This week, many of us witnessed in horror the alleged wide-scale failure in leadership that occurred in the Penn State community to protect children from a sexual predator. There are endless questions to be answered as to how this situation was able to occur; but in general most people seem to want to know what they can do to be a part of the healing process for the victims. However, here are some statistics we all need to know:
Child sexual abuse is now an epidemic. 1 in 3 girls and 1 in 6 boys are sexually abused before their 18th birthday. The median age for reported sexual abuse is 9 years old. If your child is molested, there’s a 90-95% chance it was done by someone you know, not by a stranger.
Rather than continuing to let this situation continue to fester within me, I decided to take action and start a conversation with all of you regarding what we can do to help end the cycle of child sexual abuse in our communities today. This is an incredibly painful and disturbing subject matter to think about because of the precious innocence of the victims. However, if we continue to let that discomfort keep us from doing something about it, then the perpetrator will continue to prevail and the abuse will never stop.
I welcome your input, recommendations and insight. Join me, won’t you?
Here are 5 simple steps YOU can take today to END child sexual abuse today:
1) Understand How To Spot & Confront a Possible Child Predator
2) Buy & Wear a Blue Silicon Bracelet that Symbolizes Child Abuse Awareness
Be prepared to talk about child abuse to those who ask you about the bracelet. This is a highly stigmatized and shame-ridden subject. The more we don’t talk about it, the more children who will continue to go unprotected. Be their VOICE.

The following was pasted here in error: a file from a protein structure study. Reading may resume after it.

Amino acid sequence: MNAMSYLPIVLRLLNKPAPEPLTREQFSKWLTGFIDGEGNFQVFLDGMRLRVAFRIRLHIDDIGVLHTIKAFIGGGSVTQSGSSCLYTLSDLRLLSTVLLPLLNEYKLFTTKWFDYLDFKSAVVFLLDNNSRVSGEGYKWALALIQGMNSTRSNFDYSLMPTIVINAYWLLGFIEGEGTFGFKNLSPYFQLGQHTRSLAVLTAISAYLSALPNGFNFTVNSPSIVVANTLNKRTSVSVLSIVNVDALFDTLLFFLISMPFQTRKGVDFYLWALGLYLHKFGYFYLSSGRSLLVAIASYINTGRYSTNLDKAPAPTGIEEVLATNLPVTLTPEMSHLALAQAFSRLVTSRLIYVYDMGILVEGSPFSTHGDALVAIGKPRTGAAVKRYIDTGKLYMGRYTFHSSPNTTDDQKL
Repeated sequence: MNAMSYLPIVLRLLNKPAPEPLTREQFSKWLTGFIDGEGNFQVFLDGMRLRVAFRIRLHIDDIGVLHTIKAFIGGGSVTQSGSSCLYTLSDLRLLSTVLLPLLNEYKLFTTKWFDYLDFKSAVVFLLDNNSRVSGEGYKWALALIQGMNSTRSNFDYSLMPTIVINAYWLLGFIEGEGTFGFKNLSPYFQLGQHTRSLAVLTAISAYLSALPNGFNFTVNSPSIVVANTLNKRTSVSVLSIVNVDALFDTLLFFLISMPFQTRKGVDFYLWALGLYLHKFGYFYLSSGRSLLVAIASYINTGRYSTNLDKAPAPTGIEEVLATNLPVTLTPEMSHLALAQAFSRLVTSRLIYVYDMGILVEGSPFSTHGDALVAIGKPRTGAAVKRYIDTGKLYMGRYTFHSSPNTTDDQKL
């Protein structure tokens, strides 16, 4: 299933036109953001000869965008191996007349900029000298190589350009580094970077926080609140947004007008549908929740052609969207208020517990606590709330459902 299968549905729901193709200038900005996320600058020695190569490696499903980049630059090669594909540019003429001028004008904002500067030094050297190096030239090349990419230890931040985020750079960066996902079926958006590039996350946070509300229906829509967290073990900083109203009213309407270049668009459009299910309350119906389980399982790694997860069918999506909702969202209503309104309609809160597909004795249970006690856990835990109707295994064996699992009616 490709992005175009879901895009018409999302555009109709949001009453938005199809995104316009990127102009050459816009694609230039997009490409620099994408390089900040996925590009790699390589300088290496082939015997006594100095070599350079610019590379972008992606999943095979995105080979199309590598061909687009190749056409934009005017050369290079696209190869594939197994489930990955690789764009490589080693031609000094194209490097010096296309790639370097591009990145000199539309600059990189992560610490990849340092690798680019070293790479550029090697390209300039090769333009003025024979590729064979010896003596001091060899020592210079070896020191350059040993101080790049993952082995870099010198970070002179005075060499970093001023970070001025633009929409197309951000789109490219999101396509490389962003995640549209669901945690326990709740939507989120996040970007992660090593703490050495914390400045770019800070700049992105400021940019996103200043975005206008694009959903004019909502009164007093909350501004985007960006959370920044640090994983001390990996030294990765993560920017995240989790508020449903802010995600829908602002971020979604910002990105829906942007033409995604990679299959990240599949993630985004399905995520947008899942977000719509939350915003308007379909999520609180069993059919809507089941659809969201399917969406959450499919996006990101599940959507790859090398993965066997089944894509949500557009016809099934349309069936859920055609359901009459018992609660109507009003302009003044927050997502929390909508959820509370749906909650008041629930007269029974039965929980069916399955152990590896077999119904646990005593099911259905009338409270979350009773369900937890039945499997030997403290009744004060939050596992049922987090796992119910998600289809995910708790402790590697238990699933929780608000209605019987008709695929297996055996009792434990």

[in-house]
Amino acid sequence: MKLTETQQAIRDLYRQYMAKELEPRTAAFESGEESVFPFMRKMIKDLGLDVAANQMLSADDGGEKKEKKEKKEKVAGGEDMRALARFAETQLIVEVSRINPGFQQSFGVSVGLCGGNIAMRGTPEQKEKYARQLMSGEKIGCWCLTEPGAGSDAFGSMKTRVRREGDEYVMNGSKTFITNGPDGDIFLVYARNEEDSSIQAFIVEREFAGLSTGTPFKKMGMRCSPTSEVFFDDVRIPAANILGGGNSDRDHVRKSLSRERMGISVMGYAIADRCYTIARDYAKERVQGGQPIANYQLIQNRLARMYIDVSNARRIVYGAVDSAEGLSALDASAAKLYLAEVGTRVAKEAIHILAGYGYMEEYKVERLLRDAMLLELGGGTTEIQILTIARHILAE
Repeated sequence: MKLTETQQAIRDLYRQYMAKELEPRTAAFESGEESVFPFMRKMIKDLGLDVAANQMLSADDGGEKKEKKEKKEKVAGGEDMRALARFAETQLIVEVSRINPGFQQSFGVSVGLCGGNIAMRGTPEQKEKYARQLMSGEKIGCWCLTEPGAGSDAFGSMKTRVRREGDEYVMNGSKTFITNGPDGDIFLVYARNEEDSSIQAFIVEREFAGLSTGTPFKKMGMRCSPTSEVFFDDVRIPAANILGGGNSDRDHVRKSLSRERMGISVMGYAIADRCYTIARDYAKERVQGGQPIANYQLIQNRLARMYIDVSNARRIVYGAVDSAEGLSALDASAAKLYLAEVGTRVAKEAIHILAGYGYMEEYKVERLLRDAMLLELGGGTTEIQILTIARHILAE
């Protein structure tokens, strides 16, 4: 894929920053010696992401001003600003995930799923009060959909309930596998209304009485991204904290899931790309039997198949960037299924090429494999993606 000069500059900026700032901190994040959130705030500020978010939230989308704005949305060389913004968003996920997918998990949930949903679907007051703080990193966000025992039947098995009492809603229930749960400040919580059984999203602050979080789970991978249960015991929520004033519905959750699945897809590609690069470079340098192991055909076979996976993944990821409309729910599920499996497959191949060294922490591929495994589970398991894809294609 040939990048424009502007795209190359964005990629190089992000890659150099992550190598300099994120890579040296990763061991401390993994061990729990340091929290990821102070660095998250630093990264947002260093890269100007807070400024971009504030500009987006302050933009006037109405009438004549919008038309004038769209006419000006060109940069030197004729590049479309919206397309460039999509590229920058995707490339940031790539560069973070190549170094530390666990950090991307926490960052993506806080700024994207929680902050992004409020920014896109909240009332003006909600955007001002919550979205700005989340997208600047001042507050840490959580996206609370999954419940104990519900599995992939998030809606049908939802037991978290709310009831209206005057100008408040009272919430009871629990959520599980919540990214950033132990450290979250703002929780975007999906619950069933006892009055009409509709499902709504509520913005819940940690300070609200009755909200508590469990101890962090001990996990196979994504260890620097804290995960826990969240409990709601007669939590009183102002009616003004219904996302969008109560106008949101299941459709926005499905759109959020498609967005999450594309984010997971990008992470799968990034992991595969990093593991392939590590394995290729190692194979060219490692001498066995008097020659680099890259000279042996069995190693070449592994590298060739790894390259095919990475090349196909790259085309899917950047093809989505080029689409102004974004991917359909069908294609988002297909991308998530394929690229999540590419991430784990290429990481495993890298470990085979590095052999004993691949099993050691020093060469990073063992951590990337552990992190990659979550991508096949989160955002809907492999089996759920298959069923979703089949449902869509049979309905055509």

3) Ask about the Child Abuse Reporting Policy & Procedures at Your Workplace/Organizations
If there is not such a policy in place, take a role in putting one into effect. If there is one already, make sure that the process has been clearly communicated to all of your colleagues by your administrators. Also, look into having an expert on child abuse speak, such as a policeman/woman or a social worker or counselor, at your workplace.
4) Talk to Your Children & Family about Child (Sexual) Abuse
This process begins by doing your own research on the subject and determining what is most appropriate to share with your children based on their age and/or developmental phase. What is most important is that you are creating a safe and trusting environment with your children, or the children in your life, so that they have the space and time and security to talk with you about anything that is bothering them or making them feel unsafe.
5) Follow These Steps When Considering a Program for Your Child: http://www.stopitnow.org/9questions
What else? What are you going to commit to start doing? You can begin by sharing this blog with your community. Thank you.